Date: 2013–10–14
  19. By: Kurmas Akdogan; Burcu Deniz Yildirim
    Abstract: We provide a detailed classification of core and non-core liabilities for the Turkish banking system à la Shin and Shin (2010). We further carry out a two-stage liquidity stress test similar to Van Den End (2010) where we simulate inflow and outflow factors as well as the network topology of mutual liabilities between financial institutions. Our results indicate that Turkish banking system with relatively low level of non-core liabilities is to a great extent robust to liquidity shocks. Nevertheless, the level of non-core liabilities should be monitored closely considering its pro-cyclical behaviour over the business cycle and its strong correlation with credit growth
    Keywords: Financial stability, non-core liabilities, liquidity stress test, network topology
    JEL: C15 E44 G21 G28 G32
    Date: 2014
  20. By: Aptus, Elias; Britz, Volker; Gersbach, Hans
    Abstract: We examine the impact of so-called Crisis Contracts on bank managers' risktaking incentives and on the probability of banking crises. Under a Crisis Contract, managers are required to contribute a pre-specified share of their past earnings to finance public rescue funds when a crisis occurs. This can be viewed as a retroactive tax that is levied only when a crisis occurs and that leads to a form of collective liability for bank managers. We develop a game-theoretic model of a banking sector whose shareholders have limited liability, so that society at large will suffer losses if a crisis occurs. Without Crisis Contracts, the managers' and shareholders' interests are aligned, and managers take more than the socially optimal level of risk. We investigate how the introduction of Crisis Contracts changes the equilibrium level of risk-taking and the remuneration of bank managers. We establish conditions under which the introduction of Crisis Contracts will reduce the probability of a banking crisis and improve social welfare. We explore how Crisis Contracts and capital requirements can supplement each other and we show that the efficacy of Crisis Contracts is not undermined by attempts to hedge. --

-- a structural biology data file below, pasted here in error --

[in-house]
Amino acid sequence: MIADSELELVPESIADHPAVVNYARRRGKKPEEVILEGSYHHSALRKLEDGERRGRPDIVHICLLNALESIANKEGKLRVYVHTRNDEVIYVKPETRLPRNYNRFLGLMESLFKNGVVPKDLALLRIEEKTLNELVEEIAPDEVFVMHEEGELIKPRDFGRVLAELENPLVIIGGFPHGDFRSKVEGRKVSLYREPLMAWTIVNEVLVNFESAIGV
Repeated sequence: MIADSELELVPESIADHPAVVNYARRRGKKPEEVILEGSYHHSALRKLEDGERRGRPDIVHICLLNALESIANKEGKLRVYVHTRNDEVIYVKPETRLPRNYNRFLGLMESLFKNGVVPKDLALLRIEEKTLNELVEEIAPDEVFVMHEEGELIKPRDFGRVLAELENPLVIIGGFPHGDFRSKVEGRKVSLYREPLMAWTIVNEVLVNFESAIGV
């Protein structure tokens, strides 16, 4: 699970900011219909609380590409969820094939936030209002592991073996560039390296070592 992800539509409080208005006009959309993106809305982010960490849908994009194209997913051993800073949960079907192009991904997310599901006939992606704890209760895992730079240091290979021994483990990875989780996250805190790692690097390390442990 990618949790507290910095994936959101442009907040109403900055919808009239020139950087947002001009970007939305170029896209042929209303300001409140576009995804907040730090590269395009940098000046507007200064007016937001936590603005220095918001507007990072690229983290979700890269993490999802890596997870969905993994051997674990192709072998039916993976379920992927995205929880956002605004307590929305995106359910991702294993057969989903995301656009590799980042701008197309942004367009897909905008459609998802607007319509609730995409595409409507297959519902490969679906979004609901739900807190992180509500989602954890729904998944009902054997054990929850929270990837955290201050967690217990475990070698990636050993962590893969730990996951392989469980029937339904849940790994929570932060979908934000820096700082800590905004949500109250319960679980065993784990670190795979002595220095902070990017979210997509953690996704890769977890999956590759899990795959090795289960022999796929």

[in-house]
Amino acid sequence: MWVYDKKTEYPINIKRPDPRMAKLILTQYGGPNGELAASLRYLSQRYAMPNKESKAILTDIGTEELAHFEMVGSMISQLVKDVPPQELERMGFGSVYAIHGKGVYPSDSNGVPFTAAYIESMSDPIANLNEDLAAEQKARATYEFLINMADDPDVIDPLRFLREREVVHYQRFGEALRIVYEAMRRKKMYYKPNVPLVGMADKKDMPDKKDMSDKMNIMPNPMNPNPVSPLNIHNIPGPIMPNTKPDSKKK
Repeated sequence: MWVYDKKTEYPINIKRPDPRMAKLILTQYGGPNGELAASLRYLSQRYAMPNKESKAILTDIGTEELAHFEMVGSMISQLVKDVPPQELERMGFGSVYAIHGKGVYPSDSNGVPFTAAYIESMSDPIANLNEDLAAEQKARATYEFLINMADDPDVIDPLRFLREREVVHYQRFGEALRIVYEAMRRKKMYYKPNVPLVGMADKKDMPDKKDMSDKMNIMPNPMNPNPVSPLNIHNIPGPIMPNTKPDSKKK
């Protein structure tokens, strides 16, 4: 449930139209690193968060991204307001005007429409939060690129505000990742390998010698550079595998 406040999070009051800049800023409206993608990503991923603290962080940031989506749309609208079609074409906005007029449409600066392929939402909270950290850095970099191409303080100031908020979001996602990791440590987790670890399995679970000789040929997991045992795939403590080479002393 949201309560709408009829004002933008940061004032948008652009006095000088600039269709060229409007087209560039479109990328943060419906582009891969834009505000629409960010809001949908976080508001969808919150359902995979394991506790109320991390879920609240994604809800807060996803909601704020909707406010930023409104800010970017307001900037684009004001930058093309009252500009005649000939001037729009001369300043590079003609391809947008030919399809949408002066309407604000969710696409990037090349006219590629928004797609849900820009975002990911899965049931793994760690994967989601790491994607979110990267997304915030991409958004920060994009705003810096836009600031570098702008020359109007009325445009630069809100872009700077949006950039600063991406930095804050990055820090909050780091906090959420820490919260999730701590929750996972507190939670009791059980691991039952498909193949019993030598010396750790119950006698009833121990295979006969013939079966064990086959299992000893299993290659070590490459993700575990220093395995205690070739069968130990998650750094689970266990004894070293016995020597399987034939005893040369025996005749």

Keywords: banking crises,Crisis Contracts,excessive risk taking,banker's pay,hedging,capital requirements
    JEL: C79 G21 G28
    Date: 2014
  21. By: Xiaobing Feng; Haibo Hu